By Indian Hill High School Student Experience Journalist Vandita Rastogi
In the faint distance, I hear my parents whisper. Leaning in closer, the words “moving away” echo back, and I know there is yet another city to call home. Moving has always been difficult, and this time was no different. In fact, it was much harder. Living in Chicago for over five years, I grew close with the classmates who I went on camping trips with, the neighbors I ran through sprinklers with ... the childlike whims of owning my first pet fish or losing my first tooth would be dusted behind in my old bedroom.
Entering the sixth grade, I was terrified. Everyone seemed to have formed their own groups, and navigating through the endless maze of a middle school only elevated my fears. In the midst of these worries, I fondly remember Mr. Dunlap and Mrs. Cook had a small competition on who could learn to pronounce my name correctly the fastest. Sra. Stidham and Sra. Morris patiently taught me Spanish, as I struggled with basic grammar the others had learned in elementary school. The pains my teachers went through to graciously welcome me shifted into an ingrained excellence I sought in all my classwork from then on. I met friends, like Emily Sichel, and teachers, like Mr. Bell and Mrs. Dean, who challenged me to think critically and pushed a poetic side out of me that I didn’t know I had. Their continuous support allowed me to take pride in my own work.
Perhaps the most unique attribute of Indian Hill is that in the small-school atmosphere even the principal and superintendent know your name. The 600 people that encompass our high school are like a family. Passing each other in the hall, I’m able to wave to almost anyone and greet them by their name. Further, the nature of the school provides an avenue for self-growth.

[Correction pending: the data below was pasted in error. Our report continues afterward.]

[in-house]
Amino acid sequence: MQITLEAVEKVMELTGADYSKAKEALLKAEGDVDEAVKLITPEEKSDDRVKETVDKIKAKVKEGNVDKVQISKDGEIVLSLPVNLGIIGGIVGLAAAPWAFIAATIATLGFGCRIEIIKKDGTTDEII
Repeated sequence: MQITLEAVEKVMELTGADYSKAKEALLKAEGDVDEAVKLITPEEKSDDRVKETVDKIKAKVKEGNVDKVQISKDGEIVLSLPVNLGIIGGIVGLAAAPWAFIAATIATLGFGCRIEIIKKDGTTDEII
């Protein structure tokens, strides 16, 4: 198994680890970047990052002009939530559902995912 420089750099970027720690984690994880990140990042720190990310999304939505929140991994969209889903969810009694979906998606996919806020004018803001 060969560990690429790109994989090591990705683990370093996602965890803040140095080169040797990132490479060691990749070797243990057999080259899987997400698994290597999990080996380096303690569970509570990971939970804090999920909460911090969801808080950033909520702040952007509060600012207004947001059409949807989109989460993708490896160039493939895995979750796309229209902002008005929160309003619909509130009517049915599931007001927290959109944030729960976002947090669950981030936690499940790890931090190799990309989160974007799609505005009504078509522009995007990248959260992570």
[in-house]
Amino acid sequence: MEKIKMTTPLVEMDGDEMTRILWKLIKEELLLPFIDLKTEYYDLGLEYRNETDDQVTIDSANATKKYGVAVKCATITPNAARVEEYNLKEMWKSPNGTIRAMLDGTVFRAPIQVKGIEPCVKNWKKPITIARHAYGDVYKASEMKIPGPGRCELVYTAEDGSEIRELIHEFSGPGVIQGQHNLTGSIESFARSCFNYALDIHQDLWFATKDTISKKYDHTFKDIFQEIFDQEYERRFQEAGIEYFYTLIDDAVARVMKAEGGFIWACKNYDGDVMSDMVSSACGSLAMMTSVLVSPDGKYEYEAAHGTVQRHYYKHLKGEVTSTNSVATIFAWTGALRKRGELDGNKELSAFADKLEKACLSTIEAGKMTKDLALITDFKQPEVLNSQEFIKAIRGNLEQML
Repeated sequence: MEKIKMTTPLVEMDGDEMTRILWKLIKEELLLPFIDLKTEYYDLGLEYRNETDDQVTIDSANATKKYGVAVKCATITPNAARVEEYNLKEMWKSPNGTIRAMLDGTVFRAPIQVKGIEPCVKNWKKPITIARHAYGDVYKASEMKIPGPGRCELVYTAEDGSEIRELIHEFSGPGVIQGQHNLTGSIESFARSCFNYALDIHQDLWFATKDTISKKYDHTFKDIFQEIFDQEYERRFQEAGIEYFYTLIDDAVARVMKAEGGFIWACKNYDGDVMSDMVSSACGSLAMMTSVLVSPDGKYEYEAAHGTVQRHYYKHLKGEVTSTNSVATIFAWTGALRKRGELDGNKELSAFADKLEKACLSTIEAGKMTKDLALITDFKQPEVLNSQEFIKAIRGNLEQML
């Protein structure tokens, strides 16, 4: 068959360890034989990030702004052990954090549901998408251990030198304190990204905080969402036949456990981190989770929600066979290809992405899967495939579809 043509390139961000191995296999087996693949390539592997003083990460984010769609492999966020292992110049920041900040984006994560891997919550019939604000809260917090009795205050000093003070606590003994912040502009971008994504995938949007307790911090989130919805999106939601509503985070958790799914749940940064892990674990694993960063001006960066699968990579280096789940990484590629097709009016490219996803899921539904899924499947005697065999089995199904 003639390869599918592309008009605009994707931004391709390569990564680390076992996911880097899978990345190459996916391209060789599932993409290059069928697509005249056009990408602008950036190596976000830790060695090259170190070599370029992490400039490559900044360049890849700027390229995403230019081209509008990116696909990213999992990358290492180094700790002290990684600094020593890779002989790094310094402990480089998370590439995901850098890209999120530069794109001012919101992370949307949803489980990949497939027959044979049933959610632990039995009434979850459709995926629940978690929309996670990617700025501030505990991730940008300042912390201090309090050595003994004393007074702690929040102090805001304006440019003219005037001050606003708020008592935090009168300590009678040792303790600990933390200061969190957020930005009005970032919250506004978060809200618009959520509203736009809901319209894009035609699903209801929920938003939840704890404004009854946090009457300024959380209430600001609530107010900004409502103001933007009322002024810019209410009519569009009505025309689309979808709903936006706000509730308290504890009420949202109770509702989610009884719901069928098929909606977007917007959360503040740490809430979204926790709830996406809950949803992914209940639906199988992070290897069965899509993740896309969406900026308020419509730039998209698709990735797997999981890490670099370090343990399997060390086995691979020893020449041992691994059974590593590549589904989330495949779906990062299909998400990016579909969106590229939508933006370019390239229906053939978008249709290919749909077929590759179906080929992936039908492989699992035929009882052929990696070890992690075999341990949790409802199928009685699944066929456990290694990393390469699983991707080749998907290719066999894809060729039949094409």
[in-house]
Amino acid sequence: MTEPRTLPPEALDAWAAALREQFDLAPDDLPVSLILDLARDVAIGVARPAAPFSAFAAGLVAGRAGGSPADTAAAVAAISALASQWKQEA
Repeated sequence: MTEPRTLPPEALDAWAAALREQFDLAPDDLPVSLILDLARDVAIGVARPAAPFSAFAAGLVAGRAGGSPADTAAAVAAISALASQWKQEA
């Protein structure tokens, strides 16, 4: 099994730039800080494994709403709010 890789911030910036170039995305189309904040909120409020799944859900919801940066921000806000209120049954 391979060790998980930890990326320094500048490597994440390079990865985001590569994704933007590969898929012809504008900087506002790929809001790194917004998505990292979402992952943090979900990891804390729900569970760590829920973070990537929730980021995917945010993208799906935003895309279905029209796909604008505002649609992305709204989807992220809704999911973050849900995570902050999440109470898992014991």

The values of compassion and empathy instilled in me by this community have fueled a passion for community service. From volunteering at nursing homes, to tutoring under-resourced refugees, to providing internet for local schools, leading SMILE Club has, and always will be, close to my heart. Founding it in my sophomore year, service has been a cathartic experience, in which not only do those we help benefit, but so do we. Our club has found happiness in the work we do, and through it, we have become better people with a broader respect for our community.
I’ve also learned to overcome my fears — from participating in my first theatre experience with Hello Dolly! my senior year, to finally making it to the middle of the dance floor at prom, I felt supported by my teachers and peers to try new activities.
It all seems a little bittersweet. In less than a week I will be just another alum of this school. Each year that I have been here, I have formed a tighter bond with the community around me, something 10-year old me in Chicago could have never imagined. From the first day I stepped in, to our last week, it has been a rollercoaster ride of memories and now I must say goodbye. But, the pillars of excellence, pride, leadership, service, and respect, fused with values such as compassion and empathy that these last seven years have instilled in me ... those will carry with me throughout life, and that is the legacy of Indian Hill.
Once a Brave, always a Brave.
Photo caption: Vandita Rastogi with friends at prom.